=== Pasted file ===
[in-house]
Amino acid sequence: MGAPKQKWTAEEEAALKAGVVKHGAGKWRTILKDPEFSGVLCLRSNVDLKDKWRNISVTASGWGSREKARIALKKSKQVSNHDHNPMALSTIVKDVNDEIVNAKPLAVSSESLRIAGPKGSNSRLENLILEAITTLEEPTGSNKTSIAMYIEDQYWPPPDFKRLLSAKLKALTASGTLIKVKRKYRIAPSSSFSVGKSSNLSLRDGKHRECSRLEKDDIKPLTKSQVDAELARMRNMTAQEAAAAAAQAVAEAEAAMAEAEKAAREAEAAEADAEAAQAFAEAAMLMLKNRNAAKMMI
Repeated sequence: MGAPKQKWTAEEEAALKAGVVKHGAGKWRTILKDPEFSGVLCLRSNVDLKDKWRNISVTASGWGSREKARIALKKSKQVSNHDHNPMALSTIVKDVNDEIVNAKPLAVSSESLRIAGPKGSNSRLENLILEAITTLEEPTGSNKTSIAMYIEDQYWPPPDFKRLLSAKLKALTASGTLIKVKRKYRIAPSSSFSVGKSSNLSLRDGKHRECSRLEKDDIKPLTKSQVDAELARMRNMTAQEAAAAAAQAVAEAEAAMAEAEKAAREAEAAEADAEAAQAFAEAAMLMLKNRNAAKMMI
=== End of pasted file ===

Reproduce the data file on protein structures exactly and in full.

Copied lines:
[in-house]
Amino acid sequence: MGAPKQKWTAEEEAALKAGVVKHGAGKWRTILKDPEFSGVLCLRSNVDLKDKWRNISVTASGWGSREKARIALKKSKQVSNHDHNPMALSTIVKDVNDEIVNAKPLAVSSESLRIAGPKGSNSRLENLILEAITTLEEPTGSNKTSIAMYIEDQYWPPPDFKRLLSAKLKALTASGTLIKVKRKYRIAPSSSFSVGKSSNLSLRDGKHRECSRLEKDDIKPLTKSQVDAELARMRNMTAQEAAAAAAQAVAEAEAAMAEAEKAAREAEAAEADAEAAQAFAEAAMLMLKNRNAAKMMI
Repeated sequence: MGAPKQKWTAEEEAALKAGVVKHGAGKWRTILKDPEFSGVLCLRSNVDLKDKWRNISVTASGWGSREKARIALKKSKQVSNHDHNPMALSTIVKDVNDEIVNAKPLAVSSESLRIAGPKGSNSRLENLILEAITTLEEPTGSNKTSIAMYIEDQYWPPPDFKRLLSAKLKALTASGTLIKVKRKYRIAPSSSFSVGKSSNLSLRDGKHRECSRLEKDDIKPLTKSQVDAELARMRNMTAQEAAAAAAQAVAEAEAAMAEAEKAAREAEAAEADAEAAQAFAEAAMLMLKNRNAAKMMI